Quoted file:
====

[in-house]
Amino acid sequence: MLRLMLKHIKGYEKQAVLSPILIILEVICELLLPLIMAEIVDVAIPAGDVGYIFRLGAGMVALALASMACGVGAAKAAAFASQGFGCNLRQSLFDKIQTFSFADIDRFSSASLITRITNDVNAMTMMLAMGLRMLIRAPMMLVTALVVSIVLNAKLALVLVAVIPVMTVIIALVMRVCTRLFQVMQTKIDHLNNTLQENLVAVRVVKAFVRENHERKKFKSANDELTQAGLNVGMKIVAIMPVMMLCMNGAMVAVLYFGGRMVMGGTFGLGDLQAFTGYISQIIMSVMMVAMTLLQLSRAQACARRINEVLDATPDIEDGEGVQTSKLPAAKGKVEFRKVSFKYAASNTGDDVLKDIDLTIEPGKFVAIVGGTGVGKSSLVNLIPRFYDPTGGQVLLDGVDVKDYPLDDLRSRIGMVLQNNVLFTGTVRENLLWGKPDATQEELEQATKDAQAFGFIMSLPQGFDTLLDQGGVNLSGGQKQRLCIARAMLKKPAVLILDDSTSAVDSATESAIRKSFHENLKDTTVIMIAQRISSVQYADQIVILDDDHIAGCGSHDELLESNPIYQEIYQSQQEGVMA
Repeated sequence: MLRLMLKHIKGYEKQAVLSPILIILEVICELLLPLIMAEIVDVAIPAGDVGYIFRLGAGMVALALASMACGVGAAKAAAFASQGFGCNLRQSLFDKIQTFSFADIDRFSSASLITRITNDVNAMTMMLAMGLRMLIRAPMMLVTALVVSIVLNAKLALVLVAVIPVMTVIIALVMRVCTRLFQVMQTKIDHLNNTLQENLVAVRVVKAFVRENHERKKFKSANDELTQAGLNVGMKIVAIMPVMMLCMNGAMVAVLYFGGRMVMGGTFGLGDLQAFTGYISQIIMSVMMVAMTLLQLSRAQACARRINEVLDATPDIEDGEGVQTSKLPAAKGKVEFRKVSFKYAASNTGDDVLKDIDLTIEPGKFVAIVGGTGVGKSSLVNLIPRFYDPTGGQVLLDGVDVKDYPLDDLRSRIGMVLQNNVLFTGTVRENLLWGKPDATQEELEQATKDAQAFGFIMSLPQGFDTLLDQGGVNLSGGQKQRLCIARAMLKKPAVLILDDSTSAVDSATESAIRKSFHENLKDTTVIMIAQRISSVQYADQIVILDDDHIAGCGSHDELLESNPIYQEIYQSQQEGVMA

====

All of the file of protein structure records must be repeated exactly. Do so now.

[in-house]
Amino acid sequence: MLRLMLKHIKGYEKQAVLSPILIILEVICELLLPLIMAEIVDVAIPAGDVGYIFRLGAGMVALALASMACGVGAAKAAAFASQGFGCNLRQSLFDKIQTFSFADIDRFSSASLITRITNDVNAMTMMLAMGLRMLIRAPMMLVTALVVSIVLNAKLALVLVAVIPVMTVIIALVMRVCTRLFQVMQTKIDHLNNTLQENLVAVRVVKAFVRENHERKKFKSANDELTQAGLNVGMKIVAIMPVMMLCMNGAMVAVLYFGGRMVMGGTFGLGDLQAFTGYISQIIMSVMMVAMTLLQLSRAQACARRINEVLDATPDIEDGEGVQTSKLPAAKGKVEFRKVSFKYAASNTGDDVLKDIDLTIEPGKFVAIVGGTGVGKSSLVNLIPRFYDPTGGQVLLDGVDVKDYPLDDLRSRIGMVLQNNVLFTGTVRENLLWGKPDATQEELEQATKDAQAFGFIMSLPQGFDTLLDQGGVNLSGGQKQRLCIARAMLKKPAVLILDDSTSAVDSATESAIRKSFHENLKDTTVIMIAQRISSVQYADQIVILDDDHIAGCGSHDELLESNPIYQEIYQSQQEGVMA
Repeated sequence: MLRLMLKHIKGYEKQAVLSPILIILEVICELLLPLIMAEIVDVAIPAGDVGYIFRLGAGMVALALASMACGVGAAKAAAFASQGFGCNLRQSLFDKIQTFSFADIDRFSSASLITRITNDVNAMTMMLAMGLRMLIRAPMMLVTALVVSIVLNAKLALVLVAVIPVMTVIIALVMRVCTRLFQVMQTKIDHLNNTLQENLVAVRVVKAFVRENHERKKFKSANDELTQAGLNVGMKIVAIMPVMMLCMNGAMVAVLYFGGRMVMGGTFGLGDLQAFTGYISQIIMSVMMVAMTLLQLSRAQACARRINEVLDATPDIEDGEGVQTSKLPAAKGKVEFRKVSFKYAASNTGDDVLKDIDLTIEPGKFVAIVGGTGVGKSSLVNLIPRFYDPTGGQVLLDGVDVKDYPLDDLRSRIGMVLQNNVLFTGTVRENLLWGKPDATQEELEQATKDAQAFGFIMSLPQGFDTLLDQGGVNLSGGQKQRLCIARAMLKKPAVLILDDSTSAVDSATESAIRKSFHENLKDTTVIMIAQRISSVQYADQIVILDDDHIAGCGSHDELLESNPIYQEIYQSQQEGVMA